The talks began after lunch the following day. Most of our delegates spent the morning walking up and down Cardiac Hill (we sit at the top of quite a steep hill) to get ‘proper coffee’ from the Calman café, while and we rushed around putting up signs and poster boards and getting the registration desk ready. We were very fortunate to be assisted by Ellie, who was on a work experience placement from a local school. As the morning progressed I spent more and more time schmoozing people as they arrived, while Soazig and Ellie got people organised, and by 12:20 we were ready to go. After a few words from me (no fire drill, directions to the loos, etc) Marisa Carrasco gave our first keynote which outlined some important dissociations between presaccadic attention and covert attention in terms of their effects on response gain and tuning in the visual system. There was also some impressive new research on covert orienting within the fovea. The take-home from this seemed to be that endogenous covert orienting could occur simultaneously with but independently of microsaccadic eye-movements. I enjoyed this very much until it also transpired that a similar dissociation was observed for exogenous orienting! The ‘kilotrials’ approach (where they count trials in thousands, not tens or hundreds) is one I find hugely impressive, but I do wonder about the effect this volume of practice has on psychological processes which are known to be sensitive to learning, such as attention. The remainder of this session comprised talks from Martin Rolfs, who argued that the primary function of presaccadic attention was to serve perceptual continuity, Casimir Ludwig, who elegantly argued that current models of saccade control that rely on race models do not adequately account for the effects of foveal load on saccade latency, and Trevor Crawford, who described deficits of saccade control and working memory in Alzhiemers disease that seem to offer an important early marker for the disease. Trevor’s talk also included some footage of visuomotor actions (AD patients making a cup of tea). It was striking how normal the eye-movement of these patients were when performing a well practiced, real world task, compared to the profound deficits observed under lab conditions. He concluded by cautioning us to consider to what extent the ‘deficits’ we observe in our clever lab-based experiments reflect the functional impairments experienced by patients.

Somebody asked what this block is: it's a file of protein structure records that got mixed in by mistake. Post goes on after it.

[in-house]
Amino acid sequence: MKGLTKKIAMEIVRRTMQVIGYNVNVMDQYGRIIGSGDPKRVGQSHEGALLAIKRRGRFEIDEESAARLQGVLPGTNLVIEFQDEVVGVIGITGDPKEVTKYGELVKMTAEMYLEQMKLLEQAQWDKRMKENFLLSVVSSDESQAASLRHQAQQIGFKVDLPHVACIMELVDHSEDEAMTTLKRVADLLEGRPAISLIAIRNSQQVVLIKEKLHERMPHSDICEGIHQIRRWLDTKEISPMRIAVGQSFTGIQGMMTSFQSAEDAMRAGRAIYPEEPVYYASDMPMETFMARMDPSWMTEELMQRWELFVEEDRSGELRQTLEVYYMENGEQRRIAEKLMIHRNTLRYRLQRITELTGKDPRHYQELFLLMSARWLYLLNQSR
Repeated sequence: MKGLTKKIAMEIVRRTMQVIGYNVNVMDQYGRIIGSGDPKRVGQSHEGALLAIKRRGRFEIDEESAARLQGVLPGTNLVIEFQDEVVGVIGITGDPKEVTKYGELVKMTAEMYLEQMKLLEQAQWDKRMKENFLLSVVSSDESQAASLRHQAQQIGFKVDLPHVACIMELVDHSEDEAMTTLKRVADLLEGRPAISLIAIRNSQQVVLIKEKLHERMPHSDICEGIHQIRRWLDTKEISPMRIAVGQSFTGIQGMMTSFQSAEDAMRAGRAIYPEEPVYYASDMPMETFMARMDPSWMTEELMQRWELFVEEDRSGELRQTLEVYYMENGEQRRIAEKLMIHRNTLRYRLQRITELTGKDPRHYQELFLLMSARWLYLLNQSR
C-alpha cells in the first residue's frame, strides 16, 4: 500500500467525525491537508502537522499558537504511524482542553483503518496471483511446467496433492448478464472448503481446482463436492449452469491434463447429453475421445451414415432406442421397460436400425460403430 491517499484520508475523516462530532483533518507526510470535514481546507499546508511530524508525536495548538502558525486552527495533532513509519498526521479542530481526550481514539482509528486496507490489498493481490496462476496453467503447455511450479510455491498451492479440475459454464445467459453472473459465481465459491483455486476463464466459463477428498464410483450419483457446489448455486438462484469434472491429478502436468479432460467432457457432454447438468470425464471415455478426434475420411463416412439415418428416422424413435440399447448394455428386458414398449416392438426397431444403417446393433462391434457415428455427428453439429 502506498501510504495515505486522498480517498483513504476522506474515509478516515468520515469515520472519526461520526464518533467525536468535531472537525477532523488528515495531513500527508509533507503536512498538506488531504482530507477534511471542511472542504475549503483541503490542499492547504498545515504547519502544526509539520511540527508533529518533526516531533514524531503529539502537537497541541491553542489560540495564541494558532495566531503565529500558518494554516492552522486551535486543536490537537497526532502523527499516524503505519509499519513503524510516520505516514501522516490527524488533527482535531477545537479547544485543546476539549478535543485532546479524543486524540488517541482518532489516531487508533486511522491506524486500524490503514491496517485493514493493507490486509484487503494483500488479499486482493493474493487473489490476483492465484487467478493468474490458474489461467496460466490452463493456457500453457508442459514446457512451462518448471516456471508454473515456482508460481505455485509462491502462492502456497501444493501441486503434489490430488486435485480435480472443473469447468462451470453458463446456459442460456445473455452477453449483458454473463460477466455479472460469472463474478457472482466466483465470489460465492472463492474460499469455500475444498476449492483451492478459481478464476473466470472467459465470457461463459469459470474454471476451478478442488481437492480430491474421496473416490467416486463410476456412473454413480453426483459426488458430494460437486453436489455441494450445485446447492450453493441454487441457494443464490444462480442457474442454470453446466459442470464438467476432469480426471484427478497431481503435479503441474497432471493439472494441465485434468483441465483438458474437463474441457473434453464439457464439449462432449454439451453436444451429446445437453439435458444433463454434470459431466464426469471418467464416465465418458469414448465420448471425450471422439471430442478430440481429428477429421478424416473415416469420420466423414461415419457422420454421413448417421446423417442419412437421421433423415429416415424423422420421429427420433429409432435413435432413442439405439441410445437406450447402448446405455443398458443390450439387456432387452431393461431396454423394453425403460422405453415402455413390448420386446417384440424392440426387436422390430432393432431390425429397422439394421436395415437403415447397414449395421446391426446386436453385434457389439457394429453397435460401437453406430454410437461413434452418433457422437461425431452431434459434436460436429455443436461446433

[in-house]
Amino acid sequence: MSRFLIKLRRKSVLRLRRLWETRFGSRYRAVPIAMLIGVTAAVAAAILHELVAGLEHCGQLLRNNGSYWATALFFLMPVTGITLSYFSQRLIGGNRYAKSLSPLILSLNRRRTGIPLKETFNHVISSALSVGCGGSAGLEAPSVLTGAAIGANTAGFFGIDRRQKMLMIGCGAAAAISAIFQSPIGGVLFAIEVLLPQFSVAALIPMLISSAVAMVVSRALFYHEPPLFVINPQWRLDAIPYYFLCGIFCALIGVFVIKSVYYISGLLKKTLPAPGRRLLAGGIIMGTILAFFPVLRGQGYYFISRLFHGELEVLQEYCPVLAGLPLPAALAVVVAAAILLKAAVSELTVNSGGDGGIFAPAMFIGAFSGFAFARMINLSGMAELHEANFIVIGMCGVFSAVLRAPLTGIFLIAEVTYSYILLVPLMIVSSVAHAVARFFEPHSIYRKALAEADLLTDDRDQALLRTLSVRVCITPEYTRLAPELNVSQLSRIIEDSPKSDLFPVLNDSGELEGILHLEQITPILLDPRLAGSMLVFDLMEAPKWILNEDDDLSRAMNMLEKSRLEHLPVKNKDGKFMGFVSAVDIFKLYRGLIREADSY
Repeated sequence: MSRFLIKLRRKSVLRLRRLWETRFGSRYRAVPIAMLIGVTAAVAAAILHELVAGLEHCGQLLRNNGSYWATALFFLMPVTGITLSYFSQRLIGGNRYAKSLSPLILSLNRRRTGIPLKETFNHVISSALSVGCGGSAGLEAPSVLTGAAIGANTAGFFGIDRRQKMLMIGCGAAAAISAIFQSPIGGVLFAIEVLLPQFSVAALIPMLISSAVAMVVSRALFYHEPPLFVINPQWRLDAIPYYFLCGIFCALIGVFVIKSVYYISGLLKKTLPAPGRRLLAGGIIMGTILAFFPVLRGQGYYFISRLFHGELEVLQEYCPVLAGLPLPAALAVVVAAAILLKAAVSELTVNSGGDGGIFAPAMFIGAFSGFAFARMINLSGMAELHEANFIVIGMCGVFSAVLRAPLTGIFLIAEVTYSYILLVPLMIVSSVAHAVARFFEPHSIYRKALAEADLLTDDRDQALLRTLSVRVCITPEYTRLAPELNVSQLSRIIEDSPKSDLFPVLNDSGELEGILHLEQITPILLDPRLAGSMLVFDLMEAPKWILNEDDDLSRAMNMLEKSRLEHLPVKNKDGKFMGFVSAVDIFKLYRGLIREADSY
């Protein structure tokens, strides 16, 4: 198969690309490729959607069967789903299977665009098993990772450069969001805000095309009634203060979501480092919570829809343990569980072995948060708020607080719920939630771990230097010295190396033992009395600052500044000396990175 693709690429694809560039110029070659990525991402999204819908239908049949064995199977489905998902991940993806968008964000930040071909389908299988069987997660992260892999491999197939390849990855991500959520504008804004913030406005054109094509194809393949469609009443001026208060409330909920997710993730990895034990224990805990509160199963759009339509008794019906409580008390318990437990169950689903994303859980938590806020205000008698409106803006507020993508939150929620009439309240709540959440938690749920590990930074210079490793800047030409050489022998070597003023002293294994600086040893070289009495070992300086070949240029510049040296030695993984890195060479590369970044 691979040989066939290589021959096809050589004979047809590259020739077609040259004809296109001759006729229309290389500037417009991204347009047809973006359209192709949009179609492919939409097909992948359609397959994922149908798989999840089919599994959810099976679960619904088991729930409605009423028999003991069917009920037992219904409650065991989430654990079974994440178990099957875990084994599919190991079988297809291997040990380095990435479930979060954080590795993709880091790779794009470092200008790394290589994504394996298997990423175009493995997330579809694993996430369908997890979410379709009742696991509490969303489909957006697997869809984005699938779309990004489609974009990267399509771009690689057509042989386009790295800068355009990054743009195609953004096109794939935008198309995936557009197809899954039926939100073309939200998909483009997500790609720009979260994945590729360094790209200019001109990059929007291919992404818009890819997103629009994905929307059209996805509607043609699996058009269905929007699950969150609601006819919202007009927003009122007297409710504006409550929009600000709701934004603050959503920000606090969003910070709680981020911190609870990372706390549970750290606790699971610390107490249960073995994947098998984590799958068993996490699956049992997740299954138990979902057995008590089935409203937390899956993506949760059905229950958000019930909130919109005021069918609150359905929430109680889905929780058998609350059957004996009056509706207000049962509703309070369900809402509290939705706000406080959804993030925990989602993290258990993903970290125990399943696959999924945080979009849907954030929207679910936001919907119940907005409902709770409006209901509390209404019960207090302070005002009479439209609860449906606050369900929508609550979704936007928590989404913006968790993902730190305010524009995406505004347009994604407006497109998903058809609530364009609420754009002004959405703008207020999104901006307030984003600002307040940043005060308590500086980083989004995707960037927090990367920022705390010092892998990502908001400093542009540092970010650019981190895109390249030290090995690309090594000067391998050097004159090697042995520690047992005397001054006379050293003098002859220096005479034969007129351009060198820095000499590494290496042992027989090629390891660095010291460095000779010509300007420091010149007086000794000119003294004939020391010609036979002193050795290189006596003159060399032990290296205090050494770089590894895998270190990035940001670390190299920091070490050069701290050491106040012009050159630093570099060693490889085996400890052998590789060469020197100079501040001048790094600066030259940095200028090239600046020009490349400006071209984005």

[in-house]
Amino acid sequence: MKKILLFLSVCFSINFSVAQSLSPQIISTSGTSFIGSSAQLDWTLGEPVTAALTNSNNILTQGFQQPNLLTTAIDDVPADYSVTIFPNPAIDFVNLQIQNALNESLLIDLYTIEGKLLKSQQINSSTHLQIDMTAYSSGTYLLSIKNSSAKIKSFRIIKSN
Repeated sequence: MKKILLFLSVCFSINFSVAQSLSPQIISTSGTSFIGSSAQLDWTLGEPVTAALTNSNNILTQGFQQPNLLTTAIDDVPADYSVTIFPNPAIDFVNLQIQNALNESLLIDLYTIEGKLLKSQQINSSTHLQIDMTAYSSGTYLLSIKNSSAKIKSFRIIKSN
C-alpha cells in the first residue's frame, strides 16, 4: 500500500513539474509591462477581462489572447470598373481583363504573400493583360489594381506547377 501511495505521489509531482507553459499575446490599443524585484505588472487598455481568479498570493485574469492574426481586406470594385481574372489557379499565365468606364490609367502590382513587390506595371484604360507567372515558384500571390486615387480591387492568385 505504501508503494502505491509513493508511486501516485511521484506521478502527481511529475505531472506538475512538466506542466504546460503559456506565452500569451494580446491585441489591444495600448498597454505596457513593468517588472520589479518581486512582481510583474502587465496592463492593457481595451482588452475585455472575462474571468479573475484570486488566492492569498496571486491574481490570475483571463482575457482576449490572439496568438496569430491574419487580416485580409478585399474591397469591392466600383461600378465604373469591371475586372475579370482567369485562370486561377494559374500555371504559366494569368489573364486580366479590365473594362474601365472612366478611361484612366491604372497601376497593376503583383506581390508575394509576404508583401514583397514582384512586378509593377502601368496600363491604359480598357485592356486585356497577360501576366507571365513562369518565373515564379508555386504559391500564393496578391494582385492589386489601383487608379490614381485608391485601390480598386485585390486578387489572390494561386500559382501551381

After a coffee break our second session got underway with a talk from Nina Hanning, who presented some impressive data from her PhD research and argued against our proposal that exogenous, covert orienting is tied to the oculomotor system (you can read a more extensive discussion of her paper here). We didn’t get much of a chance to discuss this in the session but had a very good chat about it at the conference dinner later in the day. Therese Collins then gave a talk on the reference frame of action prediction, followed by a bit of change of pace in which Anna Grubert give a hugely entertaining and informative talk on the time-course of activation of search templates, which seem to be flexibly activated in the 600ms or so leading to the expected onset of a search array. As a special treat Stefan gave us an overview of the recent debate about how to interpret the finding that attention is not allocated to the endpoint of saccades that land between a target and distractor. Luca Wollenberg had his say too, and much like the discussion between Nina and myself, everything was very civilised. The day ended with a poster session and drinks reception, followed by dinner at St. Hilde & St. Bede College, where we had a veggie starter, roast chicken & veg, cheesecake then coffee. There was lots of wine, but no beer much to the disgruntlement of our German colleagues!